Weddings

stickywicket
stickywicket Member Posts: 26,253
edited 19. Jul 2017, 07:03 in Community Chit-chat archive
I know that, as a woman, I'm supposed to love them – the whole kit and kaboodle. I don't. I receive invitations with a groan, a face screwed up in anticipation of my forthcoming pain (physical and mental :wink: ) and an immediate resolution to find a prior engagement :oops:

Our own wedding was 49 years ago and as simple an affair as we could both persuade our mothers to settle for. We escaped from the reception as soon as we could (in the Best Man's clapped out Standard 8 rustbucket :D ), changed into 'normal clothes' (an almost new trouser suit for me) and got the train to London to honeymoon in my friend's student flat (single bed) as it was the Easter holidays so unoccupied. We spent the week visiting anywhere that was free, as any money we possessed had to be spent furnishing our crumbling, rented flat (shared bathroom) with the cheapest furniture and lino we could find. Lots went wrong but it was great fun. My clearest memory is of me sitting, to rest my poor, achey, arthritic ankles, by the hush of the rosetta stone, chuckling over The Art of Coarse Rugby (which he'd just bought) while he toured the rest of the museum.

I've been to several modern weddings and I don't like them. Who needs bits of tinselly paper on the table :? Why? Or a chocolate with its wrapper inscribed with the names of the bride and groom? Is a children's free sweet 'shop' really a good idea :o Or unlimited free booze for the adults? My son assures me that many couples will not be deterred from going into hock to the tune of £20,000 - £30,000 for their 'dream wedding' :shock: No wonder it appears that the more elaborate the wedding the shorter the marriage.

Can you guess, we've just spent a long (very long :roll: ) weekend helping friends to research local reception venues for her daughter. The essential requirements seem to be (i)turrets (ii)bagpipes (iii)kilts :shock: (The daughter was born in Scotland, to non-Scottish parents. but only lived there for five years. That's as Scottish as any of them get.) In other words, it's mostly about the photos.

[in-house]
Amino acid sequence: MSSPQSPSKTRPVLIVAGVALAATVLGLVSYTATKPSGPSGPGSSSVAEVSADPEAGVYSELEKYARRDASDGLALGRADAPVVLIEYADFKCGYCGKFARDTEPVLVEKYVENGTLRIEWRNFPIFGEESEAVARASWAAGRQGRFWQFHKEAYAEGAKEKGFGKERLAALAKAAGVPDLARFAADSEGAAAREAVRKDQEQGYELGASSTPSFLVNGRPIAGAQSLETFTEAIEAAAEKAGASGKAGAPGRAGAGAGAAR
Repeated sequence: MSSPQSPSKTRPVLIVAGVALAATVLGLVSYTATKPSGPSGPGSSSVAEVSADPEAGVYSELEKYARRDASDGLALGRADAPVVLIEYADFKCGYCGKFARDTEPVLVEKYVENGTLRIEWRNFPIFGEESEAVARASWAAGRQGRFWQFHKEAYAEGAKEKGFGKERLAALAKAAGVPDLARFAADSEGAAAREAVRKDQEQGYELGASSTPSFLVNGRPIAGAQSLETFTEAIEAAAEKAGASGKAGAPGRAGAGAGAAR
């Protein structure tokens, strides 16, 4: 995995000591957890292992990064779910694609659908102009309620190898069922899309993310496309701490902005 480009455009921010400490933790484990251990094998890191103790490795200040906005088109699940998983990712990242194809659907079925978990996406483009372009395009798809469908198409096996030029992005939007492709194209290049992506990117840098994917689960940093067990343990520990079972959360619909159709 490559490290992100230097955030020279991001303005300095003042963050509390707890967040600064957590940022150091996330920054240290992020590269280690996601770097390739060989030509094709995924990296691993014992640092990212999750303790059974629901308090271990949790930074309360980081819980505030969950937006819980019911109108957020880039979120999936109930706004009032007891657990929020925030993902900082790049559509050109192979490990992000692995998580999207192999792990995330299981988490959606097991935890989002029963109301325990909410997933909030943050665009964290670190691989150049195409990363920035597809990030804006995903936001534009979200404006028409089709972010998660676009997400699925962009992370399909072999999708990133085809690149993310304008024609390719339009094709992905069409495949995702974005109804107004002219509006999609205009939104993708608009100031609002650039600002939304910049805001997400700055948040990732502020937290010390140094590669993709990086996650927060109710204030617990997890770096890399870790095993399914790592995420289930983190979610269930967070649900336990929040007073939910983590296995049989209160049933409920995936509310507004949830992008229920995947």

Hopefully, as our anniversary usually falls while we're visiting our other son in California, we'll be able to avoid what appear to be compulsory celebrations for 50 years of mutual endurance. We'll just slope off to a ballgame with son and grandson and maybe take in a golden Pacific sunset afterwards. Perfection :D
"The deeper sorrow carves into your being the more joy you can contain." Kahlil Gibran

Comments

  • littlemimmy
    littlemimmy Member Posts: 111
    edited 30. Nov -1, 00:00
    I'm 31 and not married, although I would love to marry my partner one day.

    I dread receiving wedding invitations as well. There are such expectations upon you, even as a guest. I find the whole process so stressful. Finding a gift (on a very limited budget), finding something to wear, travelling, a long day, strange relatives, and loud music.

    I sound like a right bore, don't I?!
  • Airwave!
    Airwave! Member Posts: 2,427
    edited 30. Nov -1, 00:00
    The other side of weddings- I consider my daughters wedding my finest hour, it was done on a strict budget, the day was enjoyed by all the family and friends that came together to celebrate, I had a tear in my eye as I walked her down the isle, so many years of emotion focused on that event. We did the occasion proud. Every year we return to the church and I photograph them and their growing family and we all smile at the memories.
  • frogmorton
    frogmorton Member Posts: 26,680
    edited 30. Nov -1, 00:00
    Airwave! wrote:
    The other side of weddings- I consider my daughters wedding my finest hour, it was done on a strict budget, the day was enjoyed by all the family and friends that came together to celebrate, I had a tear in my eye as I walked her down the isle, so many years of emotion focused on that event. We did the occasion proud. Every year we return to the church and I photograph them and their growing family and we all smile at the memories.

    Ah yes, Airwave, I think THAT should be what it's all about :)

    My own opinion is, if they can afford it, (if!), then they can get on with it. I usually try to just go to the 'day' or earlier part of the evening dependent on our invite.

    Littlemimmy - the expensive present or money(!) is the worst part :shock: